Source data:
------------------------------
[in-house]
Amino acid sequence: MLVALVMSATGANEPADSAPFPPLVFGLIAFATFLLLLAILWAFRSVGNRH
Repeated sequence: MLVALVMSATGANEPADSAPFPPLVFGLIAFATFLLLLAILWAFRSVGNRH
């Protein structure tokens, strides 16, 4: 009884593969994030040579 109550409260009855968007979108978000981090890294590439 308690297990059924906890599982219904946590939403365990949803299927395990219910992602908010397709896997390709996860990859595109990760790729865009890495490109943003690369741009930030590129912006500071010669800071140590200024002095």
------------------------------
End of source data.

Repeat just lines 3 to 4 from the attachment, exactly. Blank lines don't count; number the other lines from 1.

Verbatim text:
Repeated sequence: MLVALVMSATGANEPADSAPFPPLVFGLIAFATFLLLLAILWAFRSVGNRH
């Protein structure tokens, strides 16, 4: 009884593969994030040579 109550409260009855968007979108978000981090890294590439 308690297990059924906890599982219904946590939403365990949803299927395990219910992602908010397709896997390709996860990859595109990760790729865009890495490109943003690369741009930030590129912006500071010669800071140590200024002095």